He had outgrown the clothes at High and Mighty a specialist shop for larger people.
Instead he was a 10 xl buying underwear from Big Bloomers and it once cost him £1,300 to get a suit especially made.
He would drive around for half an hour just to find a parking space near to the entrance of WestQuay to take the girls shopping.
He’d avoid mirrors and the camera. “It’s shameful to admit”, he says. “I look back now and it must have been quite horrific for people around me.
“What I will take to my grave is the fact I wasn’t able to do it for my two girls before. I am ashamed of that. I should have been looking into their cots thinking ‘what are they left with if anything ever happened to me?’ I knew being this fat could kill me.”
It was a GP appointment for cellulitus in his leg that prompted him to take action, in October 2010.
The doctor hadn’t mentioned his weight and Ian joked with him about it.
It led to them discussing the options of a gastric band or bypass.
By April 2011, Ian was sure he wanted a gastric bypass operation to staple his stomach to the size of an egg.
One of Britain’s most sought after bariatric surgeons Shaw Summers, agreed to carry out the £14,000 operation on the NHS that August and asked Ian to feature on the reality programme Fat Doctor.
The cameras rolled as Ian went under the knife for the risky surgery – which shrinks the stomach so much he could only handle eating ramekin-sized portions afterwards.
His 32-year-old estranged daughter, Louise spotted her dad on TV.
Ian, explains: “Suddenly a letter arrived from Louise saying ‘I was channel hopping, saw the name McConnell Southampton, thought ‘that’s a coincidence’, saw two half sisters (she now knows them as) say ‘our dad’ and tears ran down her face.
“She said ‘he’s not just their dad, he’s my dad’ so made contact.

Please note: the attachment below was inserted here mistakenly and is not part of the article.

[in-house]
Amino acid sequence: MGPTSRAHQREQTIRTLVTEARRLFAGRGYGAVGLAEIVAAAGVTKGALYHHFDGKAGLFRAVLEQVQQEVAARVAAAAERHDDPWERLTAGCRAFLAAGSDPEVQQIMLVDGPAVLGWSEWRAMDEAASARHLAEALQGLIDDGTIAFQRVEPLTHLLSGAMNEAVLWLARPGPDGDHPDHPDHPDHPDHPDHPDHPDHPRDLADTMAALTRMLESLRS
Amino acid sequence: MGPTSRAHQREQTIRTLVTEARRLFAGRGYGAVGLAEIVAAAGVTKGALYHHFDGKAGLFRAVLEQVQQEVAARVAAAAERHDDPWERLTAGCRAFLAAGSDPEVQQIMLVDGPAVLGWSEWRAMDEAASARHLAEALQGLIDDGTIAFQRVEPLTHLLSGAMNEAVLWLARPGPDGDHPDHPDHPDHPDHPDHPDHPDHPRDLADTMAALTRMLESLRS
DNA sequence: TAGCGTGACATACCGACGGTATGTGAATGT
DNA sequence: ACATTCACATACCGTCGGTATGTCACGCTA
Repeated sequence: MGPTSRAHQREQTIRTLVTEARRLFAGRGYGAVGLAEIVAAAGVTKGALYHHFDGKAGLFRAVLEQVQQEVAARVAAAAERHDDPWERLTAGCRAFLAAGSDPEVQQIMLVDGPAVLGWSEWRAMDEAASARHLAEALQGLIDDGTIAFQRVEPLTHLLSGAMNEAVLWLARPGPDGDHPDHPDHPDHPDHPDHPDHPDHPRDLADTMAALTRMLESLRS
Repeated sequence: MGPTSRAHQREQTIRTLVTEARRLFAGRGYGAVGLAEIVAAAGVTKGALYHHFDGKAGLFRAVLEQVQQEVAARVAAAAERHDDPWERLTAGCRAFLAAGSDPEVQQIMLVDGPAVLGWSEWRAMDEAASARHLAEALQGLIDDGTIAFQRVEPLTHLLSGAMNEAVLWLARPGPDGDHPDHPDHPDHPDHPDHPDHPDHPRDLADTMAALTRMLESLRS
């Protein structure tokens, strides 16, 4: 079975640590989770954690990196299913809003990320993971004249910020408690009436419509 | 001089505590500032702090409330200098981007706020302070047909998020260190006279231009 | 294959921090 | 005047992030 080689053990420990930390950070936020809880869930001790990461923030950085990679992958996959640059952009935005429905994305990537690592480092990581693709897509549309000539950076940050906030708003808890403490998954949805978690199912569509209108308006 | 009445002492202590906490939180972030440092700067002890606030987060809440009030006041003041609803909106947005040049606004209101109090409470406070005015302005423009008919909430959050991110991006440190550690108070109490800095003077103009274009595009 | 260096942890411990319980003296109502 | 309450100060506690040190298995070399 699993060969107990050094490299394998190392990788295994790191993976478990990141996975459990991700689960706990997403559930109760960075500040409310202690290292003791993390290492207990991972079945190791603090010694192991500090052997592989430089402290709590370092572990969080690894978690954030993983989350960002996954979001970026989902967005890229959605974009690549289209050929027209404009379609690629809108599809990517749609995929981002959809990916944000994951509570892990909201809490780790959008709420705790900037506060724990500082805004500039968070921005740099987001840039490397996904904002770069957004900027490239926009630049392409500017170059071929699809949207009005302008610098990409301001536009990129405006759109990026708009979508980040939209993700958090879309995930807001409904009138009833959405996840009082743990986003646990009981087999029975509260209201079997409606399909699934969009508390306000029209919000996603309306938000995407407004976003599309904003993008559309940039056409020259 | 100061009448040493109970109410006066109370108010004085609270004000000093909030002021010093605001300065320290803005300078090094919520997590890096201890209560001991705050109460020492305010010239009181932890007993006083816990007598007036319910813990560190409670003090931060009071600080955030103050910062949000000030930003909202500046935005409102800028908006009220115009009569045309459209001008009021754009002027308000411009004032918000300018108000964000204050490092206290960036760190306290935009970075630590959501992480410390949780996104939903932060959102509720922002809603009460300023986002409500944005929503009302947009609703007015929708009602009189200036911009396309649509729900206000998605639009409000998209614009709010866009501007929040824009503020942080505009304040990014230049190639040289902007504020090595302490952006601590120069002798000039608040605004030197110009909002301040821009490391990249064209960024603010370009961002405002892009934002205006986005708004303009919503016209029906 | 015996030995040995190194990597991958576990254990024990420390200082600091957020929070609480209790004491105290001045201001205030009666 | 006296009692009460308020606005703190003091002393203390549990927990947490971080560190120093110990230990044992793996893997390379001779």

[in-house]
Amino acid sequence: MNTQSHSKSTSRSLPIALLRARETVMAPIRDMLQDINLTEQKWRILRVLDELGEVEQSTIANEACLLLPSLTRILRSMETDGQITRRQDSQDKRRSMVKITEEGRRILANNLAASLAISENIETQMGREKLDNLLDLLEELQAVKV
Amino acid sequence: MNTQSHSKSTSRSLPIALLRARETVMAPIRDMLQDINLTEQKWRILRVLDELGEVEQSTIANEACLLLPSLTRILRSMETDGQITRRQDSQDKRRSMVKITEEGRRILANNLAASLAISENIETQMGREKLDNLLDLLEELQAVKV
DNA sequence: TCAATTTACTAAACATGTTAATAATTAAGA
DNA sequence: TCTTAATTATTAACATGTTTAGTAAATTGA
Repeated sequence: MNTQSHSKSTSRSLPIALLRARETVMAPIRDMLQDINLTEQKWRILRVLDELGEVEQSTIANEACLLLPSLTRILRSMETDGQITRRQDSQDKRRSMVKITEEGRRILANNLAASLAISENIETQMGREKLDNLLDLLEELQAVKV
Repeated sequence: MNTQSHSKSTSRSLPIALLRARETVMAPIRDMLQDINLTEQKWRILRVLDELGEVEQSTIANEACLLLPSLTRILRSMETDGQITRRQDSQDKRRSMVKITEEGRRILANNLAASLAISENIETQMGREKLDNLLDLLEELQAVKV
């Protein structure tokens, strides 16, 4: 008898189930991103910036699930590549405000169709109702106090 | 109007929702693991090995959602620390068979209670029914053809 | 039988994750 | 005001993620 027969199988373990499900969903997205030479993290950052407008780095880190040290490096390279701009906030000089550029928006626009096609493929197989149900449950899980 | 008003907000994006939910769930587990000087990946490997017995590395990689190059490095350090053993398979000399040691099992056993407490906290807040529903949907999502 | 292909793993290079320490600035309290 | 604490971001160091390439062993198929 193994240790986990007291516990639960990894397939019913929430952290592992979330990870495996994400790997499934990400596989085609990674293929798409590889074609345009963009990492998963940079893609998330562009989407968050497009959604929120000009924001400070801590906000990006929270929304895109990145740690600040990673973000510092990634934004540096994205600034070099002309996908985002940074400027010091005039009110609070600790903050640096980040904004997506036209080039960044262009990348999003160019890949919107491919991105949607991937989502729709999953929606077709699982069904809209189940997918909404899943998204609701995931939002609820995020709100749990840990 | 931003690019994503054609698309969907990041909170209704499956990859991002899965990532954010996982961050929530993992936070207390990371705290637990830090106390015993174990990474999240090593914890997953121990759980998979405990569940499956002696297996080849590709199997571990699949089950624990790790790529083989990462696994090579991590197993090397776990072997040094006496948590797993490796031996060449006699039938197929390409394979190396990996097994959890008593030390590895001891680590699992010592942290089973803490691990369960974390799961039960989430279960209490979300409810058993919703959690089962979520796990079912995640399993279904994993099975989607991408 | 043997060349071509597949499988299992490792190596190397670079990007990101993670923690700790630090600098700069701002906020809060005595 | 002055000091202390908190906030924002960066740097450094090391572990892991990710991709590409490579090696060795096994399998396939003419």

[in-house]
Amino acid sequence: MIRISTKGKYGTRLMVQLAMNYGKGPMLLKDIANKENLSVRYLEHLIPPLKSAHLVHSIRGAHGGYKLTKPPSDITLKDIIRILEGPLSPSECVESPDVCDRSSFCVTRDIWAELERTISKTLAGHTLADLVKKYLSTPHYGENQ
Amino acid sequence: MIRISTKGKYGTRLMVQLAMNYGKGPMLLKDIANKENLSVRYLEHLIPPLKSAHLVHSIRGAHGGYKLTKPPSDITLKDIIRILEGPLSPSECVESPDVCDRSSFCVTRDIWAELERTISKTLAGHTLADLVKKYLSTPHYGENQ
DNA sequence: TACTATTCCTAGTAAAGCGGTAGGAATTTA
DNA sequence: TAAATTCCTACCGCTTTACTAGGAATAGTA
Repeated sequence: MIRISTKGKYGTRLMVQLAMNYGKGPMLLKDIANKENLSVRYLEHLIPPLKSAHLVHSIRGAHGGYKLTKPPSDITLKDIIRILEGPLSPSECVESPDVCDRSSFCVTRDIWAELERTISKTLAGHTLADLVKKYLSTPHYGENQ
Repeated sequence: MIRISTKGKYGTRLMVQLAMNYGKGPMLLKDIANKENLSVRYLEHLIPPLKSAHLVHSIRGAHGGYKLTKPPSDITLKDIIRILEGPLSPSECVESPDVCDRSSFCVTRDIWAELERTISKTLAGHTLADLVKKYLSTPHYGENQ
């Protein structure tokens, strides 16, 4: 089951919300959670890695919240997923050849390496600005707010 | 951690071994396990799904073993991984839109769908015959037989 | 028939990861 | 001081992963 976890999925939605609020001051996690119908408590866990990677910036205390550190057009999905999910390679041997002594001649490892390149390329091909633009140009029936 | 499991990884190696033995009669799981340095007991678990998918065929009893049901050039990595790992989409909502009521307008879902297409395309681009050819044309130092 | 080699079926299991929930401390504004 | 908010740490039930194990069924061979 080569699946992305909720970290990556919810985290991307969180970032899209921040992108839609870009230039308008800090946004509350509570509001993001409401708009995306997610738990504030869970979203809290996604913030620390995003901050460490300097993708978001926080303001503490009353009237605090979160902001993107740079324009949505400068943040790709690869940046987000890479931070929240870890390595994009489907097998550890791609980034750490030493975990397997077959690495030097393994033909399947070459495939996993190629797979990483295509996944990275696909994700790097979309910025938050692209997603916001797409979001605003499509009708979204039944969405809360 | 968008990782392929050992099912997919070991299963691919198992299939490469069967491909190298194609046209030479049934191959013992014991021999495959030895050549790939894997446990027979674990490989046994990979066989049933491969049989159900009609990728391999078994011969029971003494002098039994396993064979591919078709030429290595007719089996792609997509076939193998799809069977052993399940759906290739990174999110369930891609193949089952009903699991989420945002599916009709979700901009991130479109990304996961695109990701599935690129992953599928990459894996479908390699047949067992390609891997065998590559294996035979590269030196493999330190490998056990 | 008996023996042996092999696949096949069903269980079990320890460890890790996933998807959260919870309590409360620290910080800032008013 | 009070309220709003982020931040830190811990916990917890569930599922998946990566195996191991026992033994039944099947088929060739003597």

“We began swapping emails, then met and are now reunited as a family. The surgery gave me my life back.”
Ian who physically cannot eat as much as he did before still hopes to lose more weight.
He is also desperate for the £4,000 operation to remove his ‘apron’ the excess skin he has due to the extreme weight loss.
“I’ve not got a body to be proud of, I’m still fat but compared to before, it’s incredible.
“People I haven’t seen for a while will say ‘you look fabulous’ and it boosts your confidence. I can now get into 3xl clothes off the hanger. It feels unbelievable.”
Ian is now looking forward to being the more active dad he has become with his two teenage daughters and grandchildren.
“I’m a jolly person and I’ve never changed despite putting on weight,” says Ian who comperes charity events.
“I have three delightful daughters and for me they are the most important thing.
“I want to do it all now. I want to last that bit longer for them.”
He says morbidly obese people have the power to change.
“It’s never too late to do it. I’d say if you have struggled for as many years as I have, with nothing working at all, and someone says to you: ‘I can make your stomach smaller, clinically you will be safe. You can begin to live a more normal life which means you won’t be a bigger drain to the NHS service, you will feel better in yourself, you won’t get diseases you would have got’ then do it.
“I’ve got a new lease of life. It’s as simple as that.”